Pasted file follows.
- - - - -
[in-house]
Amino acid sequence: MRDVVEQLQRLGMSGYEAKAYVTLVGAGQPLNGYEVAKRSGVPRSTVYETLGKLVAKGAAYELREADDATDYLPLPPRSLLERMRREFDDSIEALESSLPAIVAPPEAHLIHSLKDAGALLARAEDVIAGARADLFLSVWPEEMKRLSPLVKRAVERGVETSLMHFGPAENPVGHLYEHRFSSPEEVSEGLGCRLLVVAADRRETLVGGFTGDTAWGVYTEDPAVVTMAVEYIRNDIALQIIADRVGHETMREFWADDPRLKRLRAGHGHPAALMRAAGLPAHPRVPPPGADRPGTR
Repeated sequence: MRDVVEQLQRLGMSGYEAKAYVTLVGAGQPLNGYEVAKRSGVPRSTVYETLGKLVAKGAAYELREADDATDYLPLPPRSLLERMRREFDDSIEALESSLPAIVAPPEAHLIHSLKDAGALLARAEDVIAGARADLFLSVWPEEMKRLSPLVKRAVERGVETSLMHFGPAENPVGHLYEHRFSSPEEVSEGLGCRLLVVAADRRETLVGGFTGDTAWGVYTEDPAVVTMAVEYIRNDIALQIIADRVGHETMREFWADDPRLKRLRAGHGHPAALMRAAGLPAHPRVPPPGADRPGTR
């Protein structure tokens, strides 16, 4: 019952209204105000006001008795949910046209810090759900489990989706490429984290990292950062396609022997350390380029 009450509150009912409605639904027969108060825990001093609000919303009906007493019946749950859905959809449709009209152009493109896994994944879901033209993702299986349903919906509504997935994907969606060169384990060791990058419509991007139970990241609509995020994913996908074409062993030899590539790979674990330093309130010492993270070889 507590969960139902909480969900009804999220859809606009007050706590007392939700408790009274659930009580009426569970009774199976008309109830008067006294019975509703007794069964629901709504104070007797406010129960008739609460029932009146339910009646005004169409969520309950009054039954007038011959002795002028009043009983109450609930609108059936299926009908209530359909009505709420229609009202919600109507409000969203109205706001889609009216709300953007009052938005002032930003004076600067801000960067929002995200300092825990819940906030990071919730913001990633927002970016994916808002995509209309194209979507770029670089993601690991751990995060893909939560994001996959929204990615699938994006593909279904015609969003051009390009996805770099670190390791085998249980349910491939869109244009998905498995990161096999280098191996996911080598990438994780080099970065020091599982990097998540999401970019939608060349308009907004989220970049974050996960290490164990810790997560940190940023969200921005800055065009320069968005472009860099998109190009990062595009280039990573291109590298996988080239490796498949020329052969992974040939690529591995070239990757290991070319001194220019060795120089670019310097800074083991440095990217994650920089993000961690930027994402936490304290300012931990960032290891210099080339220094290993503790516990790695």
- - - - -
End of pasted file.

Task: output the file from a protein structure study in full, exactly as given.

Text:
[in-house]
Amino acid sequence: MRDVVEQLQRLGMSGYEAKAYVTLVGAGQPLNGYEVAKRSGVPRSTVYETLGKLVAKGAAYELREADDATDYLPLPPRSLLERMRREFDDSIEALESSLPAIVAPPEAHLIHSLKDAGALLARAEDVIAGARADLFLSVWPEEMKRLSPLVKRAVERGVETSLMHFGPAENPVGHLYEHRFSSPEEVSEGLGCRLLVVAADRRETLVGGFTGDTAWGVYTEDPAVVTMAVEYIRNDIALQIIADRVGHETMREFWADDPRLKRLRAGHGHPAALMRAAGLPAHPRVPPPGADRPGTR
Repeated sequence: MRDVVEQLQRLGMSGYEAKAYVTLVGAGQPLNGYEVAKRSGVPRSTVYETLGKLVAKGAAYELREADDATDYLPLPPRSLLERMRREFDDSIEALESSLPAIVAPPEAHLIHSLKDAGALLARAEDVIAGARADLFLSVWPEEMKRLSPLVKRAVERGVETSLMHFGPAENPVGHLYEHRFSSPEEVSEGLGCRLLVVAADRRETLVGGFTGDTAWGVYTEDPAVVTMAVEYIRNDIALQIIADRVGHETMREFWADDPRLKRLRAGHGHPAALMRAAGLPAHPRVPPPGADRPGTR
């Protein structure tokens, strides 16, 4: 019952209204105000006001008795949910046209810090759900489990989706490429984290990292950062396609022997350390380029 009450509150009912409605639904027969108060825990001093609000919303009906007493019946749950859905959809449709009209152009493109896994994944879901033209993702299986349903919906509504997935994907969606060169384990060791990058419509991007139970990241609509995020994913996908074409062993030899590539790979674990330093309130010492993270070889 507590969960139902909480969900009804999220859809606009007050706590007392939700408790009274659930009580009426569970009774199976008309109830008067006294019975509703007794069964629901709504104070007797406010129960008739609460029932009146339910009646005004169409969520309950009054039954007038011959002795002028009043009983109450609930609108059936299926009908209530359909009505709420229609009202919600109507409000969203109205706001889609009216709300953007009052938005002032930003004076600067801000960067929002995200300092825990819940906030990071919730913001990633927002970016994916808002995509209309194209979507770029670089993601690991751990995060893909939560994001996959929204990615699938994006593909279904015609969003051009390009996805770099670190390791085998249980349910491939869109244009998905498995990161096999280098191996996911080598990438994780080099970065020091599982990097998540999401970019939608060349308009907004989220970049974050996960290490164990810790997560940190940023969200921005800055065009320069968005472009860099998109190009990062595009280039990573291109590298996988080239490796498949020329052969992974040939690529591995070239990757290991070319001194220019060795120089670019310097800074083991440095990217994650920089993000961690930027994402936490304290300012931990960032290891210099080339220094290993503790516990790695």